Things get messier the farther into the gallery you go. In the front are grids of photographs, certificates, plaques, laser-cut black acrylic letters forming the words "EVERYTHING ALL THE TIME RIGHT NOW," a version of the movie Dr. No with all the dialogue segments cut out (it's surprisingly cogent still), a functioning vending-machine dollar-bill acceptor installed in the gallery wall, and a black box on a pedestal. All these are artworks by a single artist, Caleb Larsen, who used to live in Seattle but now lives in Mexico, and who can easily be called a conceptualist.
The artists in the back of Lawrimore Project this month are sensualists all the way. Which is not to say they're not brainy as hell. The show is called Wet and Leatherhard: A Group Exhibition on the Edge of Ceramics, and while many of Larsen's works directly address the awkward economic conditions of art—the disconnect between art value and monetary value, for instance—most of the works in Wet and Leatherhard are not even for sale. They've been borrowed just to be shown here in each other's company. The title says what you need to know, both in meaning and in tone: This art is unfixed (wet and leather-hard are the two states of non-dryness in ceramics, when things can still be changed), and it's sexy. It's also intense, whereas Larsen's work makes a point of detachment, detachment being its own form of risky commitment. If these two exhibitions were people, they'd admire each other. (If they hooked up, the sex would be weird and hot.)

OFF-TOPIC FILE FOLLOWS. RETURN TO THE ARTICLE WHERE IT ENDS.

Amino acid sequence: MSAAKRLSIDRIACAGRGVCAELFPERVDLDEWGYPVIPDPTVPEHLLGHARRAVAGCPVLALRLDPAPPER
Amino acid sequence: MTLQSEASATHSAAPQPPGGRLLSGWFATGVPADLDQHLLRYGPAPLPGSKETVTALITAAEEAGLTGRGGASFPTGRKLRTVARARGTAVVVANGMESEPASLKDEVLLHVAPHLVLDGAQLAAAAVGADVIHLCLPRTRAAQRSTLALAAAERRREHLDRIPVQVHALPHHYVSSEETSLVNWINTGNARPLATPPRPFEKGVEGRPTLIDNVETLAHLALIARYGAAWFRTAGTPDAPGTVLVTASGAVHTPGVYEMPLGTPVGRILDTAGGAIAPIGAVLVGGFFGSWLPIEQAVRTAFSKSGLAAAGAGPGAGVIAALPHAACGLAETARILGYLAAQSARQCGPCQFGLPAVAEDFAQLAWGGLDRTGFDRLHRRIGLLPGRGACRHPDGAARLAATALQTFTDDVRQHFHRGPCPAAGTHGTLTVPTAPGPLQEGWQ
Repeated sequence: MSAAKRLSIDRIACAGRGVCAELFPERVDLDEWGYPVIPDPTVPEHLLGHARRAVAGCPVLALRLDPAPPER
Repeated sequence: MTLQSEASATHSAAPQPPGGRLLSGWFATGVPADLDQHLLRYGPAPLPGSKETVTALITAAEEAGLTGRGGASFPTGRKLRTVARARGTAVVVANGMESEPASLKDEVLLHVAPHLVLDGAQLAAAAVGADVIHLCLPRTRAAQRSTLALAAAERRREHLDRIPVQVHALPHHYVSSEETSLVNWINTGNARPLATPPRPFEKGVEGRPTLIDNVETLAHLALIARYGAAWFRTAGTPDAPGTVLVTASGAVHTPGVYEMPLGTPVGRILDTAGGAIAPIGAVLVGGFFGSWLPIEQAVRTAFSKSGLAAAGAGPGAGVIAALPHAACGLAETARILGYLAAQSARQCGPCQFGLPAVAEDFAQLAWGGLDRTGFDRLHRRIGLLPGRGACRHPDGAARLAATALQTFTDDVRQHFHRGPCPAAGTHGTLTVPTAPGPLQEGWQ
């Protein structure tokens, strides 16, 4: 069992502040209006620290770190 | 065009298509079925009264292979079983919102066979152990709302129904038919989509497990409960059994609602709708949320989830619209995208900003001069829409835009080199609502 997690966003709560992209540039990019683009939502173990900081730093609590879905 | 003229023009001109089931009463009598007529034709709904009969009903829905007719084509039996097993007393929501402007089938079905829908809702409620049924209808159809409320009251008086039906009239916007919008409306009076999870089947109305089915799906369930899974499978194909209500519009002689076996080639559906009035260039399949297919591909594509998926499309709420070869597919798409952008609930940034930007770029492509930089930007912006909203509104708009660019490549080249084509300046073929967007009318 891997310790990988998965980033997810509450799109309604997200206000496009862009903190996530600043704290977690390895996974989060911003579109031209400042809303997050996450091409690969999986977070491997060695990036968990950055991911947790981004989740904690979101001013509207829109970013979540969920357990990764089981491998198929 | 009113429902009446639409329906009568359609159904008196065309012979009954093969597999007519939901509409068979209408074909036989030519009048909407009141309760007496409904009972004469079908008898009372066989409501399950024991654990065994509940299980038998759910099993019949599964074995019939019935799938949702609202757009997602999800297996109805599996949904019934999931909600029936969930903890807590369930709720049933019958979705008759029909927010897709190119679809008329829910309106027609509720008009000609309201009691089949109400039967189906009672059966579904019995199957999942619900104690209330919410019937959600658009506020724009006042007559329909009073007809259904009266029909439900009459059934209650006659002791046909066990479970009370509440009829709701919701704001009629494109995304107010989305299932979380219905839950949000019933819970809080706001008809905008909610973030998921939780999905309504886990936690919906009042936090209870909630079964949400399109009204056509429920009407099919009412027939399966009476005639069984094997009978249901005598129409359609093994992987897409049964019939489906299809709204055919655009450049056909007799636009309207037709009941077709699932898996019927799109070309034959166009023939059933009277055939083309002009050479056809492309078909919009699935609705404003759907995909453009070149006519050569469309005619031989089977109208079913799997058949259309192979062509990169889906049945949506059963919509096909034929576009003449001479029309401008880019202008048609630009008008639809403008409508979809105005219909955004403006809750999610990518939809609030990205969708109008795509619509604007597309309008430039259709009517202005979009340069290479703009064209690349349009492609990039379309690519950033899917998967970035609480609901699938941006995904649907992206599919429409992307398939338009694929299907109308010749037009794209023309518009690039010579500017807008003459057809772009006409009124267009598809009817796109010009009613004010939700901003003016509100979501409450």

Since commercialism in art has been such a popular subject of the last few years—think of Damien Hirst's shameless diamond-encrusted skull and Takashi Murakami's installation consisting entirely of a working Louis Vuitton sales shop—Larsen's preoccupation with it in this exhibition is nothing new. It was easier to love the poignant bit of frost he grew right on the gallery wall by building a hidden freezing system inside it at Lawrimore Project in 2008. But Larsen is extremely clever; he's managed to create a highlight of the genre called A Tool to Deceive and Slaughter. It's a black box (riffing on Robert Morris's 1961 Box with the Sound of Its Own Making) that each week, regardless of who has bought it most recently, puts itself back up for auction on eBay. Any magic that is conventionally thought to be contained inside a work of art is displaced: This art accrues value by the spectacle of accruing value. Its first two weeks for sale, it had no bidders; then it began to appear on blogs (The Stranger's Slog, then Reuters, Wired.co.uk, and Slashdot, among others), and by the third week's auction, the starting price of $2,500 was bid all the way up to the winning price of $6,350. What were people competing for? To participate in a work of art and perhaps to make a small profit—the collector pays the eBay fees and gives the artist 15 percent of the difference between the starting and the closing auction price, but otherwise keeps the profit. Box scheme or work of extreme honesty? Both. And what a title: A Tool to Deceive and Slaughter sounds like a literary reference (a cross between Stephen Hart Crane and Kurt Vonnegut?), but it's not.